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3 May 2002 Macroscopic static field inhomogeneity in the human brain during MRI examination
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The macroscopic static field inhomogeneity is not only the source of MR signal loss in gradient echo based imaging techniques, but also the source of geometrical image distortion as well as a limitation of spectral resolution. This piece of information is useful for both active shimming coil design and clinical imaging application. In order to further understand the spatial variation of the macroscopic background static field in human brain during MRI examination, this static field inhomogeneity was measured from the adult human volunteers with a volumetric imaging scheme, which was based on a 3D gradient echo technique with two consecutive gradient echoes. All the human volunteers were scanned in supine position using a birdcage headcoil on a 1.5 T clinical whole body scanner. We have constructed a high resolution 3D static field map over the brain volume. All experimental results have shown consistently that there are mainly two spots in the brain tissue volume exhibiting relatively severe static magnetic field inhomogeneity . They are normally located in the brain areas in the inferior frontal lobe immediately anterior to the nasal cavity and in the inferior temporal lobe above the ear canals, where air spaces exist in the vicinity. At those locations, the observed offset frequency in the proton resonance reached about 50 Hz over 5 mm distance along the z direction at 1.5 Tesla, corresponding to 1.5 ppm/cm locally.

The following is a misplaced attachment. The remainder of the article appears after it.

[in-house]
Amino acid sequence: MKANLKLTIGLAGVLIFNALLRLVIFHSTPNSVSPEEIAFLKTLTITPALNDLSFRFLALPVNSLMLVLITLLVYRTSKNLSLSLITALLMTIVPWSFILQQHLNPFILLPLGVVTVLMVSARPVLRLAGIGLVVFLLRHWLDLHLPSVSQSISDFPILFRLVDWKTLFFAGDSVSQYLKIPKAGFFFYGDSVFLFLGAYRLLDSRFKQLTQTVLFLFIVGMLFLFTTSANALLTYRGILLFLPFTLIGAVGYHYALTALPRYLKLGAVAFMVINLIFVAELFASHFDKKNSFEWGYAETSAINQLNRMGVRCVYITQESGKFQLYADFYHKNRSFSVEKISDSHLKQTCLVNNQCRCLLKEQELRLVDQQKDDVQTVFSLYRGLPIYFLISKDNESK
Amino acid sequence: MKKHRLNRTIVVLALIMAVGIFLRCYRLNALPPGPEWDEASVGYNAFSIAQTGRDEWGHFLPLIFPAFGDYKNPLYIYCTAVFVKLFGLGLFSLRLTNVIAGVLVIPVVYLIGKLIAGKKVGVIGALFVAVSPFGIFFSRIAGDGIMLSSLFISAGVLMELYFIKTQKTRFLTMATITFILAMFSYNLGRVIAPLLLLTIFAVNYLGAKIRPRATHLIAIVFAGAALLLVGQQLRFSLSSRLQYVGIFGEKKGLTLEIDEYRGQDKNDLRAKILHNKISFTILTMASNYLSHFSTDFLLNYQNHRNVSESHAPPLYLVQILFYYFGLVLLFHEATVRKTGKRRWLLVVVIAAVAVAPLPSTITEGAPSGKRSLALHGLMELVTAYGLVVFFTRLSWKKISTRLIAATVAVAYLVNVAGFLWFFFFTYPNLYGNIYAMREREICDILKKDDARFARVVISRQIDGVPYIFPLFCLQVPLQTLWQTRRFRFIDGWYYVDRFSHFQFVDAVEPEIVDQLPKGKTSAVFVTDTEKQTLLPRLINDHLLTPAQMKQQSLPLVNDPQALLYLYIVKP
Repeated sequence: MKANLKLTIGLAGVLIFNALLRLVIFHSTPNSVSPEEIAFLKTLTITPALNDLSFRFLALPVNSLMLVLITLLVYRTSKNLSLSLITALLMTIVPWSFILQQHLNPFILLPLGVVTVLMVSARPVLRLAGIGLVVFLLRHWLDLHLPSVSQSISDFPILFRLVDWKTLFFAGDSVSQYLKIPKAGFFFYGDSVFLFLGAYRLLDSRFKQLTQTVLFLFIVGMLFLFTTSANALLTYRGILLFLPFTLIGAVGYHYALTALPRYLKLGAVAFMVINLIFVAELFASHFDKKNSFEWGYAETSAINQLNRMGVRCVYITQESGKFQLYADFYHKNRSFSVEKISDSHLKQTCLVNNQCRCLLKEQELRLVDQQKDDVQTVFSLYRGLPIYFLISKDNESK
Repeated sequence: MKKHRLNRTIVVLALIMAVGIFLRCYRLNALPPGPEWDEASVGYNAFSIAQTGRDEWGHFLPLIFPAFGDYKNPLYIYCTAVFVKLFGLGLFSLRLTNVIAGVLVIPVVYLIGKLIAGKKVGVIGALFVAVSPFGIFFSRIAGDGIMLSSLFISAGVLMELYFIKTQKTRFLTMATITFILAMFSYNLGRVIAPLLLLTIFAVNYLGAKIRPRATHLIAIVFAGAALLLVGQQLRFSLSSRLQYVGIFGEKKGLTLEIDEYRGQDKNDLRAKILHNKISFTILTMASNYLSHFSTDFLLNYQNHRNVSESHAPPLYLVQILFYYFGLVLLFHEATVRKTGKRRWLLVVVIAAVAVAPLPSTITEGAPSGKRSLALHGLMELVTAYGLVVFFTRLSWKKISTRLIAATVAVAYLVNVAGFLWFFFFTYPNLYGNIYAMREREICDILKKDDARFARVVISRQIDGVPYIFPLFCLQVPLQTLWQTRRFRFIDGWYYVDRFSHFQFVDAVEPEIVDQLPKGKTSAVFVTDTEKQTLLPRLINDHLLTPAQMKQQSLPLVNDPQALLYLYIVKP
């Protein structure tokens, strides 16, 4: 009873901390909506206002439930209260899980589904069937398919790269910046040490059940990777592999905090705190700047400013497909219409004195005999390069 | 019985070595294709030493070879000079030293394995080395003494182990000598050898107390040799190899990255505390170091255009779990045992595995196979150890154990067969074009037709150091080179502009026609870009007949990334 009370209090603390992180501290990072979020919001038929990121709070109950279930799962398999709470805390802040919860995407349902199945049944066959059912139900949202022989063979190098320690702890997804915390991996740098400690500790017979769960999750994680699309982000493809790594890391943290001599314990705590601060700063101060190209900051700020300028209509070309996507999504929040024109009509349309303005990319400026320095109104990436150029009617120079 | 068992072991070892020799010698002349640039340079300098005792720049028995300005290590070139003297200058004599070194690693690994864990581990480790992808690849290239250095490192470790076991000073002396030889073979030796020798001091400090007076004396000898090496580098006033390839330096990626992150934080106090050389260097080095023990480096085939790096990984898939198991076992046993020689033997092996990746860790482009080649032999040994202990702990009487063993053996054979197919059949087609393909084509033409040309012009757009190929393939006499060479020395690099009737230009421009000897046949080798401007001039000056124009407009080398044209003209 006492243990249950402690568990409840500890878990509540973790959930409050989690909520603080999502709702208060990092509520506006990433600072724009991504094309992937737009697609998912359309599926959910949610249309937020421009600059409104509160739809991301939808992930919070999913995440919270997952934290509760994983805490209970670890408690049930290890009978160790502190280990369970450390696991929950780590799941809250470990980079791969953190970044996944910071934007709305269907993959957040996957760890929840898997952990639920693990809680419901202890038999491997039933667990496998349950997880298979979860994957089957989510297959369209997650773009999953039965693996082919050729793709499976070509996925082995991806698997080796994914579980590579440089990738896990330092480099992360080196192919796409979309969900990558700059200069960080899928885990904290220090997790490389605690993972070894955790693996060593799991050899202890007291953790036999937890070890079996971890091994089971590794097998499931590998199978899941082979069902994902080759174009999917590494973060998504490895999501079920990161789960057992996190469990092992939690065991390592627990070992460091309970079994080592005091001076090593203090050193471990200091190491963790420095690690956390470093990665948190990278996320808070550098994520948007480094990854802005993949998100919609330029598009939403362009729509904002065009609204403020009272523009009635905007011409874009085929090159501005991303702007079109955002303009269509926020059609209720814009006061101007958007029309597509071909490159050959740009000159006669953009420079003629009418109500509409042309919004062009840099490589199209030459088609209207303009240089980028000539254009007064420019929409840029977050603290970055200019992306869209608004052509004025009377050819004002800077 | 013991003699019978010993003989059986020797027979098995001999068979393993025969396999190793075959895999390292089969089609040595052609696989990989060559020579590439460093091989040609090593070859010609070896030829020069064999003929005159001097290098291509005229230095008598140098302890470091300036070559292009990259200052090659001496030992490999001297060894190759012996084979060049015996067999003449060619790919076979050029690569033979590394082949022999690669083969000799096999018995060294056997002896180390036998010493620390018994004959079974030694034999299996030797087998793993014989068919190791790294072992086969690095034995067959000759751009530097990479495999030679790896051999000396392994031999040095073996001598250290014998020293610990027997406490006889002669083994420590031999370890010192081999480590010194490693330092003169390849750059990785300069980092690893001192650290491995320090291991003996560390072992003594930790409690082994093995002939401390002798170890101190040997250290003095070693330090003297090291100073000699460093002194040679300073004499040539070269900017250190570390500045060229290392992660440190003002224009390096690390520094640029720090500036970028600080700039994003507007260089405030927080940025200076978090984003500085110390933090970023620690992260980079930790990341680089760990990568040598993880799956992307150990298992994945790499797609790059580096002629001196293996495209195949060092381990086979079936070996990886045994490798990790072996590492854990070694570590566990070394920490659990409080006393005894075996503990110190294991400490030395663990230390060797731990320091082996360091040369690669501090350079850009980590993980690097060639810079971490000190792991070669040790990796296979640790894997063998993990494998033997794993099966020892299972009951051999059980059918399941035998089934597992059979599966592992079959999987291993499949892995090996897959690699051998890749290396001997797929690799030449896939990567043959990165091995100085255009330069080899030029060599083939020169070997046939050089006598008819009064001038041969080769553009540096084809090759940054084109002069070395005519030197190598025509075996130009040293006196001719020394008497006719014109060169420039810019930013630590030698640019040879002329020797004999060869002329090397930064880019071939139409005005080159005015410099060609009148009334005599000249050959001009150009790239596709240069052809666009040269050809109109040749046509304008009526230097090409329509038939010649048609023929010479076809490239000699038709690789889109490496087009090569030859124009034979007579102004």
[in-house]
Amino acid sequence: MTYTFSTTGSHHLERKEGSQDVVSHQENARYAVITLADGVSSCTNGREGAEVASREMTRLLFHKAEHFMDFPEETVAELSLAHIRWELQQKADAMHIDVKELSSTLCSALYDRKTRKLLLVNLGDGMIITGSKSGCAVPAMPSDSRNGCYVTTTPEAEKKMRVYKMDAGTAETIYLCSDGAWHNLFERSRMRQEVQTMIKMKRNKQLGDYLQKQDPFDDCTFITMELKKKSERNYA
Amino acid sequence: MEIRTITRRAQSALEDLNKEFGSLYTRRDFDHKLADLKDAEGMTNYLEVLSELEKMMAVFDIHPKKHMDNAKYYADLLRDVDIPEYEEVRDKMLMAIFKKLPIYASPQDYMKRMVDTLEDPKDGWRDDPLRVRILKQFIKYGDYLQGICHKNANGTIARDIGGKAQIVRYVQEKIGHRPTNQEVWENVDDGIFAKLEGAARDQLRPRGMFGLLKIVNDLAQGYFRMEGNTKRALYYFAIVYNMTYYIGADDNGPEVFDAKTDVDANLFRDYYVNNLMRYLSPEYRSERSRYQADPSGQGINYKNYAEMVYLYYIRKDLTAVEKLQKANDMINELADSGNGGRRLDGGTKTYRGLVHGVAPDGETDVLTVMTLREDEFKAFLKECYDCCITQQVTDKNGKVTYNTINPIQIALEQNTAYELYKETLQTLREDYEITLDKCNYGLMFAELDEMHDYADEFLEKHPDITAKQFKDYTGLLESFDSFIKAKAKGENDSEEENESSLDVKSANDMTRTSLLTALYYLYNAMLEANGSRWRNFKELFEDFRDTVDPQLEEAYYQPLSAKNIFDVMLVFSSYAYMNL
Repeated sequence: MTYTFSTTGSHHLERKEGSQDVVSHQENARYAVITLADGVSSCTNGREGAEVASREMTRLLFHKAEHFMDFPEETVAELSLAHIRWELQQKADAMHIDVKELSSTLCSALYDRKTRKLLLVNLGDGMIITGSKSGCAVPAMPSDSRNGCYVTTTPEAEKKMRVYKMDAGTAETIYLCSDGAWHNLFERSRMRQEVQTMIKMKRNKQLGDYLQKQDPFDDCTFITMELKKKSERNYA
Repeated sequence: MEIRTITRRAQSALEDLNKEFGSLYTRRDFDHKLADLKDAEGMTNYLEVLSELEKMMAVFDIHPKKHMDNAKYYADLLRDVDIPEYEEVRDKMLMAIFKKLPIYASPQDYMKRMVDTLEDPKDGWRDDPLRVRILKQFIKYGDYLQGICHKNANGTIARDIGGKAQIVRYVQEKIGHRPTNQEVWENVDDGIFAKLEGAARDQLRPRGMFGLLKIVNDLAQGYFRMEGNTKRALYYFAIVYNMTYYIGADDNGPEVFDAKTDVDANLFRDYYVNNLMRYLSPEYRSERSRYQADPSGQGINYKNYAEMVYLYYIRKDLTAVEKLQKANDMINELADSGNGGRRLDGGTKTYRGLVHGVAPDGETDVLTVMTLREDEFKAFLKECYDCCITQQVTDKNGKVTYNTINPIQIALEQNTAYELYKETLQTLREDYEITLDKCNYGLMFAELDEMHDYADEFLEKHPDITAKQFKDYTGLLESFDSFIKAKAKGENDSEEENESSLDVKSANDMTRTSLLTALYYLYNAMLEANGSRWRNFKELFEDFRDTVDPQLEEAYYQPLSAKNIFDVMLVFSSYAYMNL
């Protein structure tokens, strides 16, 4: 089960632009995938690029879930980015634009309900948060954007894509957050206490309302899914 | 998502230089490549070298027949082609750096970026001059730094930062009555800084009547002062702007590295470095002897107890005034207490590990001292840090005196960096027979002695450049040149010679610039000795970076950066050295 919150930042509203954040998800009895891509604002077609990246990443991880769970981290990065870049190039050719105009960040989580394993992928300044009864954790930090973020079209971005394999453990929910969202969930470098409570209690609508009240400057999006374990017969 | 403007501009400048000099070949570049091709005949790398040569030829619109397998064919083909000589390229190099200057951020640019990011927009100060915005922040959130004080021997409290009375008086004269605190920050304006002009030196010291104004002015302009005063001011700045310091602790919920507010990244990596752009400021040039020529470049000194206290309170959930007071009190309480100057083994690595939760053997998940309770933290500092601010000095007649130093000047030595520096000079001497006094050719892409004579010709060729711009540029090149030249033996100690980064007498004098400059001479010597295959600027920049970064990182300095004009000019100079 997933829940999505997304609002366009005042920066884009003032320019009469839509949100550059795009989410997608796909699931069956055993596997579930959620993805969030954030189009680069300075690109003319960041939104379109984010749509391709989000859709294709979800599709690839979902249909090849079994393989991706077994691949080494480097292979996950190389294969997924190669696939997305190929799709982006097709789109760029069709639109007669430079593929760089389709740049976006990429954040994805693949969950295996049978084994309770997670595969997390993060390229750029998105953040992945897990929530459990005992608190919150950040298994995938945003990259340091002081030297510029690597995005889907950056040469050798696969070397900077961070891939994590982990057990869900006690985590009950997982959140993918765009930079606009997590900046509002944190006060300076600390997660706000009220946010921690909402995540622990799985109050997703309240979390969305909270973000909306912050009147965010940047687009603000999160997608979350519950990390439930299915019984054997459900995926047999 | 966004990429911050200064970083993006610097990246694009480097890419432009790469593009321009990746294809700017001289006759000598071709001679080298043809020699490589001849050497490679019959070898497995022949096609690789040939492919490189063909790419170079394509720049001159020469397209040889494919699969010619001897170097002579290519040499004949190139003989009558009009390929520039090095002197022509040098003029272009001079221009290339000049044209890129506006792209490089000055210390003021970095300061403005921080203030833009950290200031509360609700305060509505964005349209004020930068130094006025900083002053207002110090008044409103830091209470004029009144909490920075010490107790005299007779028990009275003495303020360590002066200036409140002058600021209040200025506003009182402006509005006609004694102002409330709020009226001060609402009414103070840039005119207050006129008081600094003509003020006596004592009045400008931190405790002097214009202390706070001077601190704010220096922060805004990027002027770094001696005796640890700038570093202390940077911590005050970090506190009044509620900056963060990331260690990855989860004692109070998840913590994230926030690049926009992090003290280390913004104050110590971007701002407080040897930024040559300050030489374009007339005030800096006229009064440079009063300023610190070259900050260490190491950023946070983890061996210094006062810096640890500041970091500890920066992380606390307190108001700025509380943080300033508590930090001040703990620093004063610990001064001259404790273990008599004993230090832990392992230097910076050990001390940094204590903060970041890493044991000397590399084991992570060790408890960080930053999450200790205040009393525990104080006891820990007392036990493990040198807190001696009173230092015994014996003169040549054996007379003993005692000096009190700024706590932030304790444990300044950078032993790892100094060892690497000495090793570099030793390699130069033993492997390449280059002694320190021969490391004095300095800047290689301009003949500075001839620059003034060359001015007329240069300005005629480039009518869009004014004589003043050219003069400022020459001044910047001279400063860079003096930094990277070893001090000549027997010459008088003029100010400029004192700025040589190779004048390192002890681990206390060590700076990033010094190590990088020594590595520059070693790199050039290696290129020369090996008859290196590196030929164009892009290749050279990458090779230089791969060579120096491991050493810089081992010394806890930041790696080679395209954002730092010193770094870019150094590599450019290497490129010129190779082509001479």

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Haiying Liu, Edward Michel, Sean O. Casey, Walter A. Hall, and Charles L. Truwit "Macroscopic static field inhomogeneity in the human brain during MRI examination", Proc. SPIE 4682, Medical Imaging 2002: Physics of Medical Imaging, (3 May 2002);

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